Daily Maverick has learned from a reliable source that Delangokubona has over time extracted a percentage from mall and warehouse construction projects in KwaZulu-Natal. In 2013 Delangokubona held the South African National Roads Agency hostage, demanding 30% participation in an interchange project. This has cost contractors more than R40-million in penalties for delays to construction in those years. The “construction mafia” has severely hampered development in KZN.
In November 2020 hundreds of MKMVA veterans, truck drivers and unemployed graduates marched from eThekwini City Hall, hoping to make their way to the Point area to demand that foreign business owners, traders and truck drivers close shop and leave the country.
Back then already, Zibuse Cele, “convener” of MKMVA in eThekwini disclosed that veterans had formed a “joint venture” with ATDF ASA to confront the “problem” of foreign nationals being preferred over locals when it came to employment.
Minister of Police Bheki Cele blundered into the minefield by suggesting that foreign traders in Durban’s Church Walk market needed to make way for locals selling traditional goods.
KwaMashu and Umlazi were the scenes of severe xenophobic clashes in 2015 which left hundreds of foreign nationals dead or displaced.
The “dozens” of attacks on trucks along the N3, connecting Durban’s port to Gauteng and other southern African trading partners, have long threatened this critical link for KwaZulu-Natal and the country.
What we do know is that the hounds of hell were unleashed after Zuma’s arrest.
The former president had hardly had his fingerprints taken at the Estcourt Correctional Centre when the flames engulfed the Mooi River Toll Plaza a short distance from his new home.
From there outbreaks spread to the Umzinto Correctional Services, where a fire broke out and Mayville, where attacks of arson took place. Alpine Road in Pinetown was blocked with burning debris and in KwaMashu the Boxer Cash and Carry was looted. Protests also erupted in Ntuzuma E Section, Phoenix and Verulam.
On 10 July the violence and lawlessness continued with looting at the Nyala Centre in KwaMashu.
After the Pietermaritzburg High Court dismissed Zuma’s application to have his arrest stayed pending a rescission application to the Constitutional Court, violence flared up at the Mooi River Toll Plaza just down the way from Estcourt as roads were blockaded, cars stoned and trucks torched.
In KwaMashu another cash and carry store was looted and soon fires were raging in Empangeni, Verulam, Inanda and Eshowe.
By nightfall more than 30 trucks had been set alight, with looters stripping vehicles.
And then Gauteng picked up the spark with incidents of violence and looting in Jeppe and Alexandra.
On July 10 former radio DJ and staunch Zuma supporter Ngizwe Mchunu, who has since been arrested, addressed hostel dwellers at the Kwa Mai Mai market in Johannesburg, demanding the release of Zuma “or hell will break loose!”.
The following day, 11 July, the Johannesburg CBD erupted. There were widespread looting sprees in Malvern, Jeppestown, Denver and Wynberg. A car dealership was torched in Malvern as the chaos moved to Ekhurhuleni.
By 12 July, Gauteng had been brought to a standstill with rail services cancelled. In Durban, bus and taxi services ground to a halt while looting and destruction continued. On that day judgment in Zuma’s rescission application to the Constitutional Court was reserved.
Meanwhile, the Westwood Mall in Durban was targeted while the SAPS and criminals were embroiled in a shootout on the N2 nearby.
Then in Mamelodi, Tshwane, looters targeted Mams Mall, a mosque was set on fire in Durban, shops were plundered and pharmacies were raided. In Protea Glen, Soweto, looters rampaged through a shopping complex.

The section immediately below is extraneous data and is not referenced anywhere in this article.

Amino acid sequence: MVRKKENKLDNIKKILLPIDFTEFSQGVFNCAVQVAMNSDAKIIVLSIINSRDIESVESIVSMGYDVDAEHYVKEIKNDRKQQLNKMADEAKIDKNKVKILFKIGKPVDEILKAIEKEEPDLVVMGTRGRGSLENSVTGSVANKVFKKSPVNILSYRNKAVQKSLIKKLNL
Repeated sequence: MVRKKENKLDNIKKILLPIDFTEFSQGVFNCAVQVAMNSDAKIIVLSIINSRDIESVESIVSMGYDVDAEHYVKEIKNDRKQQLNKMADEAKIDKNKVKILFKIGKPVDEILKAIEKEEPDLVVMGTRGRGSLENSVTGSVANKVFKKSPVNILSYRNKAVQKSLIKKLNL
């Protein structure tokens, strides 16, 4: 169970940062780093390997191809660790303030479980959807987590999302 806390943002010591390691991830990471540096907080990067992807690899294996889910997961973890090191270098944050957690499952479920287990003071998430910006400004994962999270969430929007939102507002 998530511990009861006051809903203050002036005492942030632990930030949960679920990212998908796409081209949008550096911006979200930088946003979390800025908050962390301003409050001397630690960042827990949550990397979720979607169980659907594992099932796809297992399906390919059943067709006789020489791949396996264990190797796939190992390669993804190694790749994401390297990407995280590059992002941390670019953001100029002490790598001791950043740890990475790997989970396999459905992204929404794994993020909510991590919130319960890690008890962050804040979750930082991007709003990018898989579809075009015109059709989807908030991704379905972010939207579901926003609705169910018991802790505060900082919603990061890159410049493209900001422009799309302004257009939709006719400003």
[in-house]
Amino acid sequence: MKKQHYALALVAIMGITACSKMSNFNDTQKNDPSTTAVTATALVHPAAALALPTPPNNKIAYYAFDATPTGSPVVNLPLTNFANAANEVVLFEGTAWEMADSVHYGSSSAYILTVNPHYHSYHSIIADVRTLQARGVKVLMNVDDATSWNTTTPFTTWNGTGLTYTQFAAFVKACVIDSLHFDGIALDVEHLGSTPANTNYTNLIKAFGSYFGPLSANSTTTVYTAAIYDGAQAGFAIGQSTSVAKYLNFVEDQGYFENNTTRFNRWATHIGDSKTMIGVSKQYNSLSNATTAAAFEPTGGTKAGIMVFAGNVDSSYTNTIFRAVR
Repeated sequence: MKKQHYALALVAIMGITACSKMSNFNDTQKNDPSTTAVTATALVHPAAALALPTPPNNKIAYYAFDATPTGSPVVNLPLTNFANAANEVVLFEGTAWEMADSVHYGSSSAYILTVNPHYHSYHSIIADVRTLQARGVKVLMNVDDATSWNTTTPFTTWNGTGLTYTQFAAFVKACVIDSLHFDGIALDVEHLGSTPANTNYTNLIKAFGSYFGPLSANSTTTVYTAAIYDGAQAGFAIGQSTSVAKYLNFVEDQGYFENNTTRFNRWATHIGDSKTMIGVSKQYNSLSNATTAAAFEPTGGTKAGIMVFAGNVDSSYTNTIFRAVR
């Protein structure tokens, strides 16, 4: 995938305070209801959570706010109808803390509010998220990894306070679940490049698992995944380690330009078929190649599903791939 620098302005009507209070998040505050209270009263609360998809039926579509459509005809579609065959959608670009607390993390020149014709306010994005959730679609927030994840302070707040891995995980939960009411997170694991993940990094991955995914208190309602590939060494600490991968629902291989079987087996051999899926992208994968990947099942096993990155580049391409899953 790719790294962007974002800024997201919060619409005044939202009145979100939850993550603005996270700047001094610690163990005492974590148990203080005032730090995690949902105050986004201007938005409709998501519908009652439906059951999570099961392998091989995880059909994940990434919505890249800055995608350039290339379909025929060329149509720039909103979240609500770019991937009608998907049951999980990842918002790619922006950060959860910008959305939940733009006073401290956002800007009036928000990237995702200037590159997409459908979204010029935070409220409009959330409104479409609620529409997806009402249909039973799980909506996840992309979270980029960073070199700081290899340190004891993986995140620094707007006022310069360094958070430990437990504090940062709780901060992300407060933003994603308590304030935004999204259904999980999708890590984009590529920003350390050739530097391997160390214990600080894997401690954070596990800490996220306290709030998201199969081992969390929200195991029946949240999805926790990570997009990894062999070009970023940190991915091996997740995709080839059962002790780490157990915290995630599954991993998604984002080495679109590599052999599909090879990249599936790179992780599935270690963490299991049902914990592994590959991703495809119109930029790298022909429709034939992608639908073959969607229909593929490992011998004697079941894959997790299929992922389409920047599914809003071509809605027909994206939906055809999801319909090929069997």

Residents in suburbs and townships armed themselves, in some cases resorting to vigilante reprisals.
On 13 July in Camps Drift, Pietermaritzburg, the China Mall was set on fire, while north of Durban the Massmart distribution centre went up in flames.
Petrol stations were vandalised as the troops of insurrection began to target warehouses which could have replenished supplies in the region. The plan, it seems, was to starve the population into rebellion.
In Alexandra the Pan African Mall was destroyed, in KZN a clothing factory was set alight and even the ANC’s office in Protea Glen was ransacked.
On Tuesday, 13 July as the looting and violence reached a peak, the Jacob G Zuma Foundation suggested it had the power to stop the violence.
“Peace and stability in South Africa is directly linked to the release of President Zuma with immediate effect,” the foundation tweeted.
As colleague Rebecca Davis has reported, KwaZulu-Natal Premier Sihle Zikalala also made public his support for the former president, stating on Facebook: “Nxamalala, we stand with you”.
“With the top echelons of political power in the province seemingly rooting for the jailed Zuma, questions are being asked about whether this bias is also entrenched within the province’s security forces,” noted Davis.
By 14 July, taxi associations began to protect businesses from looting and ordinary South Africans began to emerge shell-shocked from the chaos, fear, heartache and loss, determined to pick up the pieces.
Two of the country’s ministers are at each other’s throats about this while a third, Minister of Defence Nosiviwe Mapisa-Nqakula at first denied that an “attempted insurrection” had occurred, but later changed her tune.
Minister of State Security Ayanda Dlodlo, says the SSA had obtained information on 28 June already and passed this on to the SAPS. Minister of Police Bheki Cele in turn denied he had been informed.
Don’t hold out too much for the inquiries which might take place behind closed doors with the excuse that “intelligence” matters are off limits.
The public should demand that the ruling party hold open hearings as it is clear this was no ordinary threat to our collective safety and security.
We deserve to know how the government allowed this crisis to reach a point where hundreds of lives were brutally lost and billions of rands went up in smoke, and which officials will be held accountable.
Either way, the plotters and the planners have left their fingerprints everywhere to be located and successfully charged. No parliamentary inquiry is needed for that… it’s all there, in plain sight. DM